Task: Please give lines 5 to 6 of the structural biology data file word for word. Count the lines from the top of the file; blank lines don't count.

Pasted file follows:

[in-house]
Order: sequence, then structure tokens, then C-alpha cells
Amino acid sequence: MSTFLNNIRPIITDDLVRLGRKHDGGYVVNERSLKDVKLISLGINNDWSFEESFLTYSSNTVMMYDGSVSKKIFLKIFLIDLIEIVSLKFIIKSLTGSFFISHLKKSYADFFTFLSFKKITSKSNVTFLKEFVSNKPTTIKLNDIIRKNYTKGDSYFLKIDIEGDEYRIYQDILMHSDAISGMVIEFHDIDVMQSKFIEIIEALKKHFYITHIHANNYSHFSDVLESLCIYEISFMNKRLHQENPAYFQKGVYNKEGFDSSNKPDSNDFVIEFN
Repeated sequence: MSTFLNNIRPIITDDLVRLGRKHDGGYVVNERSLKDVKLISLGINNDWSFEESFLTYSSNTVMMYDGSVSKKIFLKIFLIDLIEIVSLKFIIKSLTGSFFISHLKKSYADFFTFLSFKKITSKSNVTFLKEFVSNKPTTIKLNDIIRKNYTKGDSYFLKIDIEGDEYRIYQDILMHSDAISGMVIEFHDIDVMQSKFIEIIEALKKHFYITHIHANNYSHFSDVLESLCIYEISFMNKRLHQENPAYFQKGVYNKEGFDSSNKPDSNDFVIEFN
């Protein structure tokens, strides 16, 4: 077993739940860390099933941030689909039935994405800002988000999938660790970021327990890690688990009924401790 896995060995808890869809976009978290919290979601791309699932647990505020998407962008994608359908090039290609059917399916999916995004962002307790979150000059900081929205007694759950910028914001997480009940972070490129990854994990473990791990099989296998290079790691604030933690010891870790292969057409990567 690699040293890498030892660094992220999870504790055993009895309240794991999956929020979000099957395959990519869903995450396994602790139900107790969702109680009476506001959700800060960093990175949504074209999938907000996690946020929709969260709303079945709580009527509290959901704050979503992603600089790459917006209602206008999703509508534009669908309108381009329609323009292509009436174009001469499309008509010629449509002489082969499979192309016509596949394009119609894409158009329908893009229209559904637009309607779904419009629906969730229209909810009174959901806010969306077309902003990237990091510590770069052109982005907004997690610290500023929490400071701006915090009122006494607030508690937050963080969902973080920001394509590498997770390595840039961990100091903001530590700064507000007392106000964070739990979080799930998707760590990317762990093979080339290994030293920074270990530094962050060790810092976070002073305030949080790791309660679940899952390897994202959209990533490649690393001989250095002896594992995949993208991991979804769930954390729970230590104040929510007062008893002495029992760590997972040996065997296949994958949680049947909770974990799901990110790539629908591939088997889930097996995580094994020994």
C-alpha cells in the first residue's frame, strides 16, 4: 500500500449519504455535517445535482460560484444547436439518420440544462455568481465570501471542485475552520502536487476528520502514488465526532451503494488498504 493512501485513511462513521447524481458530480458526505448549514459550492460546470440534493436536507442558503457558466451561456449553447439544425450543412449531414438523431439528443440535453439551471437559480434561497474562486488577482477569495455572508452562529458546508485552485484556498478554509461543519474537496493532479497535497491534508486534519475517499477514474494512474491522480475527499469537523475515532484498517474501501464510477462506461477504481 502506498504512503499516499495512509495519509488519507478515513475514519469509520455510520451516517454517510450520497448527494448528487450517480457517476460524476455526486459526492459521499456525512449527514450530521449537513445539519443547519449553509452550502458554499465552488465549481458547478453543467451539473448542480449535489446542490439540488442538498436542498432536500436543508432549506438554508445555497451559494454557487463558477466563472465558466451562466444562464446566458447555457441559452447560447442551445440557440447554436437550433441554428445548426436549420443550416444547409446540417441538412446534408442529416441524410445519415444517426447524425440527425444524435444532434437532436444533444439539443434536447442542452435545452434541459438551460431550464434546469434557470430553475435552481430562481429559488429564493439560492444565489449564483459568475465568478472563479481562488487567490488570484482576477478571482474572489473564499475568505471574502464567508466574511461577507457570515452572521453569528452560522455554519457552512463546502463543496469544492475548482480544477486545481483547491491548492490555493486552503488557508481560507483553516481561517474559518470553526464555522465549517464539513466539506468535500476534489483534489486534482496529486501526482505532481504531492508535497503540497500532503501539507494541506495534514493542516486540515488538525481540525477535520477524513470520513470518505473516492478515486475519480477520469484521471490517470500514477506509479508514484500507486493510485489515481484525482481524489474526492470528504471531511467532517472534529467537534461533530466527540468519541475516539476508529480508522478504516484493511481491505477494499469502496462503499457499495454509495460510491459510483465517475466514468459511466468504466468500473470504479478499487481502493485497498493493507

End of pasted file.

């Protein structure tokens, strides 16, 4: 077993739940860390099933941030689909039935994405800002988000999938660790970021327990890690688990009924401790 896995060995808890869809976009978290919290979601791309699932647990505020998407962008994608359908090039290609059917399916999916995004962002307790979150000059900081929205007694759950910028914001997480009940972070490129990854994990473990791990099989296998290079790691604030933690010891870790292969057409990567 690699040293890498030892660094992220999870504790055993009895309240794991999956929020979000099957395959990519869903995450396994602790139900107790969702109680009476506001959700800060960093990175949504074209999938907000996690946020929709969260709303079945709580009527509290959901704050979503992603600089790459917006209602206008999703509508534009669908309108381009329609323009292509009436174009001469499309008509010629449509002489082969499979192309016509596949394009119609894409158009329908893009229209559904637009309607779904419009629906969730229209909810009174959901806010969306077309902003990237990091510590770069052109982005907004997690610290500023929490400071701006915090009122006494607030508690937050963080969902973080920001394509590498997770390595840039961990100091903001530590700064507000007392106000964070739990979080799930998707760590990317762990093979080339290994030293920074270990530094962050060790810092976070002073305030949080790791309660679940899952390897994202959209990533490649690393001989250095002896594992995949993208991991979804769930954390729970230590104040929510007062008893002495029992760590997972040996065997296949994958949680049947909770974990799901990110790539629908591939088997889930097996995580094994020994």
C-alpha cells in the first residue's frame, strides 16, 4: 500500500449519504455535517445535482460560484444547436439518420440544462455568481465570501471542485475552520502536487476528520502514488465526532451503494488498504 493512501485513511462513521447524481458530480458526505448549514459550492460546470440534493436536507442558503457558466451561456449553447439544425450543412449531414438523431439528443440535453439551471437559480434561497474562486488577482477569495455572508452562529458546508485552485484556498478554509461543519474537496493532479497535497491534508486534519475517499477514474494512474491522480475527499469537523475515532484498517474501501464510477462506461477504481 502506498504512503499516499495512509495519509488519507478515513475514519469509520455510520451516517454517510450520497448527494448528487450517480457517476460524476455526486459526492459521499456525512449527514450530521449537513445539519443547519449553509452550502458554499465552488465549481458547478453543467451539473448542480449535489446542490439540488442538498436542498432536500436543508432549506438554508445555497451559494454557487463558477466563472465558466451562466444562464446566458447555457441559452447560447442551445440557440447554436437550433441554428445548426436549420443550416444547409446540417441538412446534408442529416441524410445519415444517426447524425440527425444524435444532434437532436444533444439539443434536447442542452435545452434541459438551460431550464434546469434557470430553475435552481430562481429559488429564493439560492444565489449564483459568475465568478472563479481562488487567490488570484482576477478571482474572489473564499475568505471574502464567508466574511461577507457570515452572521453569528452560522455554519457552512463546502463543496469544492475548482480544477486545481483547491491548492490555493486552503488557508481560507483553516481561517474559518470553526464555522465549517464539513466539506468535500476534489483534489486534482496529486501526482505532481504531492508535497503540497500532503501539507494541506495534514493542516486540515488538525481540525477535520477524513470520513470518505473516492478515486475519480477520469484521471490517470500514477506509479508514484500507486493510485489515481484525482481524489474526492470528504471531511467532517472534529467537534461533530466527540468519541475516539476508529480508522478504516484493511481491505477494499469502496462503499457499495454509495460510491459510483465517475466514468459511466468504466468500473470504479478499487481502493485497498493493507